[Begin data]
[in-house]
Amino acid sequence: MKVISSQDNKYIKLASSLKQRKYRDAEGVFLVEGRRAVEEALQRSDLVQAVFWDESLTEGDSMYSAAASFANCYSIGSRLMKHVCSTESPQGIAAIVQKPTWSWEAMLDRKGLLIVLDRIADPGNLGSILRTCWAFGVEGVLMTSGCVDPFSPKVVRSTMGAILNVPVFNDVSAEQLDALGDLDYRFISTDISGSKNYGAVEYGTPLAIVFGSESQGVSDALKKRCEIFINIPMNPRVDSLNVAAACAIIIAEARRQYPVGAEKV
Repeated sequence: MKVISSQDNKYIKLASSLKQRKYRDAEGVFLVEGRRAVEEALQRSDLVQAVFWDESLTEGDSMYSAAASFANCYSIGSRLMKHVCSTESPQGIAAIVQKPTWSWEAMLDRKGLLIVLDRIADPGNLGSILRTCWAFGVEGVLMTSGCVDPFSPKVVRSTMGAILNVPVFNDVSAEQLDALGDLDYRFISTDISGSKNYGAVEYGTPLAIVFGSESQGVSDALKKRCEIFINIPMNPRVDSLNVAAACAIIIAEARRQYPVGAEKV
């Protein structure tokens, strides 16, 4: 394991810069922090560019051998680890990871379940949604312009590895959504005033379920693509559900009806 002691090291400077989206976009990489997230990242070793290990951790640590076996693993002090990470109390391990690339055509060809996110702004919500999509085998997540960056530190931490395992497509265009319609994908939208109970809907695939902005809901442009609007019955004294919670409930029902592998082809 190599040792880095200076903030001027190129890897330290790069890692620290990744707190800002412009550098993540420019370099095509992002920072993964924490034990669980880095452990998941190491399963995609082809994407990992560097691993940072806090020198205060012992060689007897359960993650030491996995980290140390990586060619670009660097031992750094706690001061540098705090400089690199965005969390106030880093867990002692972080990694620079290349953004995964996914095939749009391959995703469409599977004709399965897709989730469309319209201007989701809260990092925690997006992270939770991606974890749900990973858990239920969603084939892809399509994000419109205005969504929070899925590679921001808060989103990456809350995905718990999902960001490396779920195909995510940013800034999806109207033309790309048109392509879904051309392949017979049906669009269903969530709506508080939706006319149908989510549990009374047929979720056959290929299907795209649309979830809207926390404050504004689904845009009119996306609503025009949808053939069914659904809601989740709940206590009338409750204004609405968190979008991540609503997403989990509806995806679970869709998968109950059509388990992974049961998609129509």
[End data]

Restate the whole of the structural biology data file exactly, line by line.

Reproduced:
[in-house]
Amino acid sequence: MKVISSQDNKYIKLASSLKQRKYRDAEGVFLVEGRRAVEEALQRSDLVQAVFWDESLTEGDSMYSAAASFANCYSIGSRLMKHVCSTESPQGIAAIVQKPTWSWEAMLDRKGLLIVLDRIADPGNLGSILRTCWAFGVEGVLMTSGCVDPFSPKVVRSTMGAILNVPVFNDVSAEQLDALGDLDYRFISTDISGSKNYGAVEYGTPLAIVFGSESQGVSDALKKRCEIFINIPMNPRVDSLNVAAACAIIIAEARRQYPVGAEKV
Repeated sequence: MKVISSQDNKYIKLASSLKQRKYRDAEGVFLVEGRRAVEEALQRSDLVQAVFWDESLTEGDSMYSAAASFANCYSIGSRLMKHVCSTESPQGIAAIVQKPTWSWEAMLDRKGLLIVLDRIADPGNLGSILRTCWAFGVEGVLMTSGCVDPFSPKVVRSTMGAILNVPVFNDVSAEQLDALGDLDYRFISTDISGSKNYGAVEYGTPLAIVFGSESQGVSDALKKRCEIFINIPMNPRVDSLNVAAACAIIIAEARRQYPVGAEKV
């Protein structure tokens, strides 16, 4: 394991810069922090560019051998680890990871379940949604312009590895959504005033379920693509559900009806 002691090291400077989206976009990489997230990242070793290990951790640590076996693993002090990470109390391990690339055509060809996110702004919500999509085998997540960056530190931490395992497509265009319609994908939208109970809907695939902005809901442009609007019955004294919670409930029902592998082809 190599040792880095200076903030001027190129890897330290790069890692620290990744707190800002412009550098993540420019370099095509992002920072993964924490034990669980880095452990998941190491399963995609082809994407990992560097691993940072806090020198205060012992060689007897359960993650030491996995980290140390990586060619670009660097031992750094706690001061540098705090400089690199965005969390106030880093867990002692972080990694620079290349953004995964996914095939749009391959995703469409599977004709399965897709989730469309319209201007989701809260990092925690997006992270939770991606974890749900990973858990239920969603084939892809399509994000419109205005969504929070899925590679921001808060989103990456809350995905718990999902960001490396779920195909995510940013800034999806109207033309790309048109392509879904051309392949017979049906669009269903969530709506508080939706006319149908989510549990009374047929979720056959290929299907795209649309979830809207926390404050504004689904845009009119996306609503025009949808053939069914659904809601989740709940206590009338409750204004609405968190979008991540609503997403989990509806995806679970869709998968109950059509388990992974049961998609129509």